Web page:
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Gold, partner of the sacred

06 July 2012

Abigail Willis reviews the Goldsmiths' exhibition of more than 400 objects


DIAMONDS may be the precious commodity on most people's minds in this Jubilee year, but gold takes centre stage in an ambitious exhibition at the Goldsmiths' Hall to celebrate 4500 years of British gold. And while Portia's suitors were warned that "all that glisters is not gold," it is very much the real McCoy at Foster Lane: a dazzling display of more than 400 golden objects from unrefined nugget of pure Cornish gold to William Beckford's golden teapot and some glittering prizes from the world of sport.

The exhibition, curated by Dr Helen Clifford and uniting rarities from institutions and private collections across the country, is the largest ever staged by the Goldsmiths, and case after successive case of coins, cutlery jewels, medals and regalia build up an irresistible sense of how gold has permeated every aspect of British life, not only its great institutions of Church, monarchy, and commerce but also the private rituals of daily life.

Gold's rarity, its radiant incorruptability, weight, and sheer malleability meant that the metal was from early times prized above all others (except when it came to making weapons, for which it was too soft). The purity of gold made

it the perfect partner for sacred ceremonies, and the equation of godliness with gold was readily employed by the Anglo-Saxon Church, as archeological finds

such as the Warminster Jewel


This little rock crystal, held in a golden frame and set with a deep blue glass cabochon, is thought to be the handle of an aestel or manuscript pointer, of the sort sent to all the parishes in his kingdom by King Alfred as an accompaniment to his translation of Pope Gregory's Pastoral Care. The jewel emphasised the value of the text, and the ceremony surrounding its careful study.

Most medieval religious gold was lost to the crucibles of the Reformation, but rare high-quality survivals include a magnificent brooch in the collection of New College, Oxford. Fashioned in the shape of a letter M, this diminutive 14th-century jewel manages to find room to include a tiny annunciation scene, with the figures of the Archangel Gabriel and the Virgin placed within the twin arches of the letter form. Lavishly set with cabochon cut stones, the brooch spells out the mastery of its medieval goldsmith, whose livery company was granted its first royal charter in 1327.

Some small personal devotional gold objects survived the iconoclasm of the 16th century only by being lost first. The lozenge-shaped reliquary known as the Middleham Jewel dates from c.1450, and is engraved with the Trinity on the front, the Nativity of Christ on the verso; it was evidently lost when quite new, but its owner's loss became our gain when it was discovered by a metal detector in 1985.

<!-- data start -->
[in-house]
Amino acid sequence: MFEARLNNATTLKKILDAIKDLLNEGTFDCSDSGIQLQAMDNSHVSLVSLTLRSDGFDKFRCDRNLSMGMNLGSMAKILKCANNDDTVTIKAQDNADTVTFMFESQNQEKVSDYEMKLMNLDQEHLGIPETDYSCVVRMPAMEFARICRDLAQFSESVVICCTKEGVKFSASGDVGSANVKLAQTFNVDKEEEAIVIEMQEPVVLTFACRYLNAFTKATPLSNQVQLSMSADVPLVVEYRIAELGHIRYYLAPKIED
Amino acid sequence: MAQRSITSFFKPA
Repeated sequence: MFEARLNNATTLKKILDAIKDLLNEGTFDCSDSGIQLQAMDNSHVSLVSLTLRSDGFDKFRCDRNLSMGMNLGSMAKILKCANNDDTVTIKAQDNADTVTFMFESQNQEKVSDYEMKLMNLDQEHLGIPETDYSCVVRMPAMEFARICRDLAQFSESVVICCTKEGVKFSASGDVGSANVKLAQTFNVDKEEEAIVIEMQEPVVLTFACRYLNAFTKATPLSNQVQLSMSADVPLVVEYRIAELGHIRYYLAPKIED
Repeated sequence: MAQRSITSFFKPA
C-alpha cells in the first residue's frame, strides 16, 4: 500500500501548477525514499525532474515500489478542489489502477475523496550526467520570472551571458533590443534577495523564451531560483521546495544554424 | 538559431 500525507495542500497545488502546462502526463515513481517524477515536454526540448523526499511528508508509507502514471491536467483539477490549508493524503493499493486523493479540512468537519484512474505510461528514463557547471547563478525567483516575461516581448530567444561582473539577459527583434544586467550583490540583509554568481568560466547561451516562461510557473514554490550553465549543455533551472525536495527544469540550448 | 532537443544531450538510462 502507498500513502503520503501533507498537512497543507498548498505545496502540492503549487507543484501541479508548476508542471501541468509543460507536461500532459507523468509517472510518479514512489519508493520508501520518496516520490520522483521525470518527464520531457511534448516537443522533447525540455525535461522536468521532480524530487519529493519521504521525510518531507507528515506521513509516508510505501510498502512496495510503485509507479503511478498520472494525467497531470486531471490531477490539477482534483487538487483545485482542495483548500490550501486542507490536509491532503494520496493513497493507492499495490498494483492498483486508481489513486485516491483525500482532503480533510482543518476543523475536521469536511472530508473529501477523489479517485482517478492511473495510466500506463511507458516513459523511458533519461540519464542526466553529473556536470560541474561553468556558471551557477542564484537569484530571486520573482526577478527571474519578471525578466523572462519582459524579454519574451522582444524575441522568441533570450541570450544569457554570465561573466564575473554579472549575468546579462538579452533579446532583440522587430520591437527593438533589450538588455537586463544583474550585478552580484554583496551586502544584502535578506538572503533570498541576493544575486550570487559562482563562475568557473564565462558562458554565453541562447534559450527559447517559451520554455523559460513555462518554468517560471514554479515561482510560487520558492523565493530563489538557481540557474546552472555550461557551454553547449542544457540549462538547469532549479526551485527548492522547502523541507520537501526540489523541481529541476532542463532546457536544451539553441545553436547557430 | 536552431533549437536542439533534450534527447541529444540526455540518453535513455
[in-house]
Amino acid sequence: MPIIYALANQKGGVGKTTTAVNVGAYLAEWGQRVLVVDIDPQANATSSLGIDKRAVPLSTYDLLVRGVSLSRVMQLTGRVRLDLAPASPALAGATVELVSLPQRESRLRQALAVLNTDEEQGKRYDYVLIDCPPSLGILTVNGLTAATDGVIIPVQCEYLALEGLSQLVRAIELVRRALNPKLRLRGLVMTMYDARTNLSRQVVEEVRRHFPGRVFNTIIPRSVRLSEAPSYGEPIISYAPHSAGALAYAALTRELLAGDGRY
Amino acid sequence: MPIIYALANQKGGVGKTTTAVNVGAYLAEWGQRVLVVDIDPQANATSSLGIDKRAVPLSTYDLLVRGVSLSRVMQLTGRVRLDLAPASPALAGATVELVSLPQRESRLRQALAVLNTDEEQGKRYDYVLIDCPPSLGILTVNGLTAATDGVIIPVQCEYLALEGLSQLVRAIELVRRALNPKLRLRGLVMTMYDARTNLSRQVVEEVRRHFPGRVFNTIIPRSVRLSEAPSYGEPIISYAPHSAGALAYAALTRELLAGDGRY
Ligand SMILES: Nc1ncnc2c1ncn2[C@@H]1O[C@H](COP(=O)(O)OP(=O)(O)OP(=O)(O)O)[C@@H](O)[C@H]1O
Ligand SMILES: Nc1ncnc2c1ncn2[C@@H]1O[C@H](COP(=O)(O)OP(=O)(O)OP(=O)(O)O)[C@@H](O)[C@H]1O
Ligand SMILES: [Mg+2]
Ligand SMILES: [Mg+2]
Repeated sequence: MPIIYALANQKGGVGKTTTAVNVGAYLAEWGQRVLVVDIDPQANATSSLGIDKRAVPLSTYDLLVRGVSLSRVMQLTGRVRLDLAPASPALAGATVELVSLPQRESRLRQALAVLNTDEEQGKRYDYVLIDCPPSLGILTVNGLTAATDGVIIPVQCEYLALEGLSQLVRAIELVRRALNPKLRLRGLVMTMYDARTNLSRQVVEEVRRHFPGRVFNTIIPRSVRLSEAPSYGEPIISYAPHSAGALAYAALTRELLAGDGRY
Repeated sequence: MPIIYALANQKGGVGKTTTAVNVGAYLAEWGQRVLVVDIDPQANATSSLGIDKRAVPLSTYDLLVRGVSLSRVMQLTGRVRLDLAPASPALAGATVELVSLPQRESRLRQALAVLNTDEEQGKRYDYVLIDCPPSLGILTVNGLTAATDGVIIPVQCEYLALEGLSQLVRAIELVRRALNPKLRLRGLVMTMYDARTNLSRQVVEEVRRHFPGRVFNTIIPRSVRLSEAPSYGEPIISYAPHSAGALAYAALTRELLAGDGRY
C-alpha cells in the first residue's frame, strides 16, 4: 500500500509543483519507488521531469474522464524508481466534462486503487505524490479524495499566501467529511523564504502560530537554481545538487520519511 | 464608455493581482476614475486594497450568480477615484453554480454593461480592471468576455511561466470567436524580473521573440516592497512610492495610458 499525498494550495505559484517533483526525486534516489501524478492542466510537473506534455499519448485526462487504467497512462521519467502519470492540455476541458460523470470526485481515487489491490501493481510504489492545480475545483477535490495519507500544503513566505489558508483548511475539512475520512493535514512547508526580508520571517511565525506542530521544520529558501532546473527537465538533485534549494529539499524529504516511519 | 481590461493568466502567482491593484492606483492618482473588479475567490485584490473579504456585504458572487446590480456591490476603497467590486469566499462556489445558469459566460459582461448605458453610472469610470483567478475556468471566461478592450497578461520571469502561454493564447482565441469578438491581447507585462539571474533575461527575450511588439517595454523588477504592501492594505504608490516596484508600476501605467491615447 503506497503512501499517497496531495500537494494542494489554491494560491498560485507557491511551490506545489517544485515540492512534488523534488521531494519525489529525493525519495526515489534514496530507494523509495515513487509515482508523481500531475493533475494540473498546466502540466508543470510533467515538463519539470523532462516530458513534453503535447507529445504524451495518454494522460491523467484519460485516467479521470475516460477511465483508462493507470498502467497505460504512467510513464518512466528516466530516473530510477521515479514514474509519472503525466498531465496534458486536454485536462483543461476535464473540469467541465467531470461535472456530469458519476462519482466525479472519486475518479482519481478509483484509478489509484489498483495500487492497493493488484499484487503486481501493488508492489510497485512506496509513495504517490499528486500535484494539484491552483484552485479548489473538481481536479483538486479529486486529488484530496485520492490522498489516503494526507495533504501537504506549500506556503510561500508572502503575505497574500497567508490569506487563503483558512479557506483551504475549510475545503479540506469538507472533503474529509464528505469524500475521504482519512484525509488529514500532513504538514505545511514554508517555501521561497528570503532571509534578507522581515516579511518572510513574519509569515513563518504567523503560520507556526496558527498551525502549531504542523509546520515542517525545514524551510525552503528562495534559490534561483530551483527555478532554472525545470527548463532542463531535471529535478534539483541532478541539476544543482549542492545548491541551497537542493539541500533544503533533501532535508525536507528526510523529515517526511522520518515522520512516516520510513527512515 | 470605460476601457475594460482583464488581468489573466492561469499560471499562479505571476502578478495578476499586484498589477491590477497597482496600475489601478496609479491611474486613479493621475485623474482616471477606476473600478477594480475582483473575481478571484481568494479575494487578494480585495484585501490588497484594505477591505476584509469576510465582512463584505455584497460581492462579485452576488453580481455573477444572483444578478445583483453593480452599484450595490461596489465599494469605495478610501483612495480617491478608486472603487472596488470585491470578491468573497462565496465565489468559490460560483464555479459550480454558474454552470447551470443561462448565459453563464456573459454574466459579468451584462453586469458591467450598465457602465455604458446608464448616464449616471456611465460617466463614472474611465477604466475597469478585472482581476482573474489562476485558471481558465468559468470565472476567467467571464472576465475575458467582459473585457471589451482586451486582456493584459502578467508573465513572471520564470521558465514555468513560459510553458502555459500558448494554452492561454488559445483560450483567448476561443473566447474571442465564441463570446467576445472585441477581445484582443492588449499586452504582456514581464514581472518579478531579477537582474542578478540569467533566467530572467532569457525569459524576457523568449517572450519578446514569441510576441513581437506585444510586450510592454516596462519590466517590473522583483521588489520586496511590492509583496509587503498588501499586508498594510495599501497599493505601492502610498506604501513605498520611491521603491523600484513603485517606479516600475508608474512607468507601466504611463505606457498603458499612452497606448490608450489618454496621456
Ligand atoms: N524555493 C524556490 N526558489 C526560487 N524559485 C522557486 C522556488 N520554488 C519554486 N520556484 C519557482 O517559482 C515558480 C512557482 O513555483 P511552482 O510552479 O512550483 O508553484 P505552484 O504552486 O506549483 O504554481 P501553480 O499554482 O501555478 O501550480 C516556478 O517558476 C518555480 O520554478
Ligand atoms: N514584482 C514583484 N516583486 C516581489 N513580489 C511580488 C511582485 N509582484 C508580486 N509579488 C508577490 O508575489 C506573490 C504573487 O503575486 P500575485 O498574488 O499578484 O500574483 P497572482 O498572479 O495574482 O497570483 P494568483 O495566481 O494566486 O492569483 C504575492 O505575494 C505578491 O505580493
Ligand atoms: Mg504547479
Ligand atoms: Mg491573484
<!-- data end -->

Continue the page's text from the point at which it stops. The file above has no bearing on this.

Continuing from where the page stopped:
Even more remarkable is the survival of Bishop Fox's gold

chalice and patten. The earliest known piece of religious hallmarked gold, stamped with the letter k to denote the year 1507-08, it was given by the Bishop to Corpus Christi, the college that he founded in 1515. Being unjewelled, the chalice seems almost plain by Continental standards of the day, but the very fact of its being made in solid gold marks it out as a gift befitting the Bishop of Winchester, one of the country's richest dioceses.

The Welshpool Communion Cup reveals something of the story of gold itself. Made from "purest Guinea gold" in c.1662, it was presented by Thomas Davies to his home town in thanks for his safe return after service with the East India Company. Gold imported from the West African Guinea coast generated considerable wealth in Britain - on the back of its plentiful supply, a coin of the same name was introduced in 1663, and quickly became the premier currency in Europe.

The ease with which gold can be melted down and refashioned also played a part in the superb medieval-style chalice made by the ecclesiastical goldsmith Dunstan Pruden for Liverpool Metropolitan (Roman Catholic) Cathedral in 1958 from 300 donated wedding rings.

In this jubilee year, the exhibition fittingly includes significant pieces of royal gold, none better illustrating the confluence of the royal and the sacred than the gold ampulla used to anoint Charles I at his Scottish coronation at Holyrood House in 1633. The talismanic powers of royalty and gold also combine in a gold "touchpiece" presented by Charles II for the curing of the tubercular infection scrofula, the King's Evil. Appropriately, the gold coins most often used for this purpose were known as Angels.

But it is not just the religious and royal artefacts that impress: the scope of this exhibition ensures that there is something for everyone: for numismatists, there is a gold coin from every British monarch since Edward III; for militarians, there are medals and regalia, such as Ethiopa's magnificent Badge of the Order of Solomon; while, for social historians, there are the golden trinkets that mark our passage through life - from teething rattle to cigarette case and mourning rings.

In all areas, the level of craftsmanship on display is as breathtaking, as the material it deploys, from the unknown maker responsible for the Snettisham torc to time-burnished names such as Paul de Lamerie and Omar Ramsden and Britain's current crop of designer-makers, whose exquisite work is eloquent testament of the goldsmith's evolving art.


"Gold: Power and Allure" is at Goldsmiths' Hall, Foster Lane, London EC2, until 28 July. Phone 020 7606 7010.



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